Lead Acid Battery Protector

The circuit described here can be used to  ensure  that  a  12 V  sealed  lead  acid  (SLA)  gel battery isn’t discharged too deeply. The  principal part of the circuit is a bistable relay,  which is driven by the output of an op amp.

Lead Acid Battery Protector Circuit Diagram:

Lead Acid Battery Protector

The battery voltage is first reduced via D1, R1,  P1 and R2, and then continuously compared  with a reference voltage set up by diode D2.  When the battery discharges too much and  its terminal voltage drops below the level  set by P1, the output of the opamp becomes  High, which causes the relay to toggle. This  in turn isolates the load from the battery. The  battery can be reconnected via S1 once the  battery has been replaced or recharged.

The relay used in the prototype is a 5 V bistable type made by Omron (G6AK-234P-ST-US  5 VDC). The two windings of the relay each  have a resistance of 139 Ω (for the RAL-D 5  W-K made by Fujitsu this is 167 Ω). When the  battery voltage starts to become too low and  the relay is being reset the current consumption of the circuit is about 45 mA. Shortly  after the load has been disconnected, when the battery voltage rises above the reference  voltage again, the reset coil will no longer be  powered and the current consumption drops  back to about 2.5 mA.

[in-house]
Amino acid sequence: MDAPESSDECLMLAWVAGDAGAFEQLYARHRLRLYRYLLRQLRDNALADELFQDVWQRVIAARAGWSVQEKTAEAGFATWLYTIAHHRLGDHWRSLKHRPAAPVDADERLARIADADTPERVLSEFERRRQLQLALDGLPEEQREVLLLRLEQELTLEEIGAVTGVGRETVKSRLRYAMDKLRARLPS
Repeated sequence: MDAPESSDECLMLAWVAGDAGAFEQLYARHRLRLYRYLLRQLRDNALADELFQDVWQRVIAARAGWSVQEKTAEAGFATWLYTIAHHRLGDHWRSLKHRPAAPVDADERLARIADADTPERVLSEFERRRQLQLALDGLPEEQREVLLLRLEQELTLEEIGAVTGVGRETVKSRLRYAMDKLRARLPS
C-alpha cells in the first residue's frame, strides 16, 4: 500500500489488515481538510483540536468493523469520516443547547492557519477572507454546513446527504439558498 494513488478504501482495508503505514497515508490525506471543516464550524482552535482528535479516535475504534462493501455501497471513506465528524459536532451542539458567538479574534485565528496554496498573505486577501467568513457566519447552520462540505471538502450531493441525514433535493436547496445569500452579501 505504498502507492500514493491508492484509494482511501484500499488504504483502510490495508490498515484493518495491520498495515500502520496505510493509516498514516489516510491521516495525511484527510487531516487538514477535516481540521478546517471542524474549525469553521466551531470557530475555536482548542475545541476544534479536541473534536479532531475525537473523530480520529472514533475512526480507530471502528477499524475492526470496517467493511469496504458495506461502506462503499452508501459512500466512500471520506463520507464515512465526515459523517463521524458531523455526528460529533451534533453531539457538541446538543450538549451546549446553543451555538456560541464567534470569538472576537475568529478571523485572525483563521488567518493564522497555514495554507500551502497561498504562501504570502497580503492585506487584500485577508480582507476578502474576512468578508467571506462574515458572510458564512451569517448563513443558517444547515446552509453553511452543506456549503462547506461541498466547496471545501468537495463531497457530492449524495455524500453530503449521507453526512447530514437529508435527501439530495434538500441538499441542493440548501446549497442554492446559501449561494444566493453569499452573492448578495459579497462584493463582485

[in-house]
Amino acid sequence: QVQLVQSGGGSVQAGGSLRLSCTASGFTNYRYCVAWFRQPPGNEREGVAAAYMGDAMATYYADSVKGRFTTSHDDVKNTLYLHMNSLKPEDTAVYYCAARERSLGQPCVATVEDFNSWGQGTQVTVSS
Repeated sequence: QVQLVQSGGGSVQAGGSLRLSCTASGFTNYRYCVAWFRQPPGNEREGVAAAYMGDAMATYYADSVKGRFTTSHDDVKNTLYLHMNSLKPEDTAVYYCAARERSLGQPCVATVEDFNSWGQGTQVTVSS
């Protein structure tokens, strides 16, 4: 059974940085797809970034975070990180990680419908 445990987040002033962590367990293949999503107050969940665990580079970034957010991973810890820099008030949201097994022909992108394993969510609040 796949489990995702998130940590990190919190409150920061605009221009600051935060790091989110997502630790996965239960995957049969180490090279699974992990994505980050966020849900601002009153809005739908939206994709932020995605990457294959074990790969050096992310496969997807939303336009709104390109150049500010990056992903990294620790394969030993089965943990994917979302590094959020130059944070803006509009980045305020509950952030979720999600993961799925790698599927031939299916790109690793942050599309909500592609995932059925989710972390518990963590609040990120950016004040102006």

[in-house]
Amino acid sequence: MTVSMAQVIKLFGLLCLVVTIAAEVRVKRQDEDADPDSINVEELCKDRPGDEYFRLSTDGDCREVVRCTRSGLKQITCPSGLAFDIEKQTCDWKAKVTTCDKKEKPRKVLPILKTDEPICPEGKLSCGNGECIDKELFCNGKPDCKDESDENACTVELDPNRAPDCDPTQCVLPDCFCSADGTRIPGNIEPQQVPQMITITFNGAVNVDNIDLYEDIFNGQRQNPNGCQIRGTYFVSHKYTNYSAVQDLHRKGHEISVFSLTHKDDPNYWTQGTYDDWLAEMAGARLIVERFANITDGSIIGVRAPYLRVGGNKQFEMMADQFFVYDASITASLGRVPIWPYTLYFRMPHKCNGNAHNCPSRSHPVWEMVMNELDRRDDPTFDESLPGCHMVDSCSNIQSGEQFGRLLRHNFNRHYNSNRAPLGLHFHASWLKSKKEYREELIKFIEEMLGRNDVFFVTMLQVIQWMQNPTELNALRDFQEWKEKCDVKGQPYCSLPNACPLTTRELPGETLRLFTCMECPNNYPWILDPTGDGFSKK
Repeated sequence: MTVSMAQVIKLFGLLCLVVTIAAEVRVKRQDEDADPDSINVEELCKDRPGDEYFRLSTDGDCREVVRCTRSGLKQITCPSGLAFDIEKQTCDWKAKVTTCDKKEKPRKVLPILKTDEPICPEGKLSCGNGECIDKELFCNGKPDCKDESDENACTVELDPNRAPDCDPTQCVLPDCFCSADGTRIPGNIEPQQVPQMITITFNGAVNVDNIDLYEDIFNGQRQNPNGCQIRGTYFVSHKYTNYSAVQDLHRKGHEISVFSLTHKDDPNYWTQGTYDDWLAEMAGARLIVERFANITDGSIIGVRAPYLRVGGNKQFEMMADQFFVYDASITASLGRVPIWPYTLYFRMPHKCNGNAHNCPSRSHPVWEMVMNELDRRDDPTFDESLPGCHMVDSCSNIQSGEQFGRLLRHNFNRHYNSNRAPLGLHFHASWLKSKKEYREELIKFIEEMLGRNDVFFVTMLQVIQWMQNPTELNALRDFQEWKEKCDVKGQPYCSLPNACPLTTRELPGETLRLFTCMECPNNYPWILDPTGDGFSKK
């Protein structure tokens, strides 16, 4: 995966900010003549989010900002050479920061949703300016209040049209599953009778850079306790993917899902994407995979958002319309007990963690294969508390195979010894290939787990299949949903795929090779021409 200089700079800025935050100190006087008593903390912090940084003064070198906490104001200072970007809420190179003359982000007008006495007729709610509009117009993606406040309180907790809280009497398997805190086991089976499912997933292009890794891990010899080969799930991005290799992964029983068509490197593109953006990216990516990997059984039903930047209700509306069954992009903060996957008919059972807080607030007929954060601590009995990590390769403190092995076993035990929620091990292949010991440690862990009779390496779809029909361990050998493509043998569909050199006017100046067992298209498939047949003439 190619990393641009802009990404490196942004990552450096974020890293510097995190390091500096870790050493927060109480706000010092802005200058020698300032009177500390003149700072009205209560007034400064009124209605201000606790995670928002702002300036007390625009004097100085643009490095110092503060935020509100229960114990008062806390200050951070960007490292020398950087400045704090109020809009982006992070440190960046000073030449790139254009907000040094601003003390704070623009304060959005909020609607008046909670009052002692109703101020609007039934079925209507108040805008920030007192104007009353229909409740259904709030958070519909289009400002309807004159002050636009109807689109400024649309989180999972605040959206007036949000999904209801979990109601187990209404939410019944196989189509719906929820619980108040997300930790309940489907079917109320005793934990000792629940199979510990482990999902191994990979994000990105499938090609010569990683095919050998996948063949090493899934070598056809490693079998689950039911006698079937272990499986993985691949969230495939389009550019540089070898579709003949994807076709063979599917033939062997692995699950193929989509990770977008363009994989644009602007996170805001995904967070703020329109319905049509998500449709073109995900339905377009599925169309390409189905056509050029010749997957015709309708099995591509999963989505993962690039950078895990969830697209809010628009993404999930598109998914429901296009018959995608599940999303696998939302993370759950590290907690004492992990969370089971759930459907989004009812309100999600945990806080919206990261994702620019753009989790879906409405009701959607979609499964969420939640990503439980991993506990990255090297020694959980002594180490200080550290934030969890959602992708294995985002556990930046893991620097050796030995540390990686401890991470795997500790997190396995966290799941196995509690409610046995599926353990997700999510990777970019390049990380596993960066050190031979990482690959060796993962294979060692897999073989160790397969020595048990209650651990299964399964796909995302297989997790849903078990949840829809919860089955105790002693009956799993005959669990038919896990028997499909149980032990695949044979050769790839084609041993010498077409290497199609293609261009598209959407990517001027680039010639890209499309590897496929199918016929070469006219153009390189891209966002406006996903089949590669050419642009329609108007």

The range of P1 has intentionally been kept  small. With a reference voltage of 5.6 V (D2)  and a voltage drop of 0.64 V across D1, the circuit reacts within a voltage span of 11.5 V and  11.8 V. This range is obviously dependent on the zener diode used and the tolerance.

For a greater span you can use a larger value  for P1 without any problems. With the potentiometer at its mid setting the circuit switches  at about 11.6 V.


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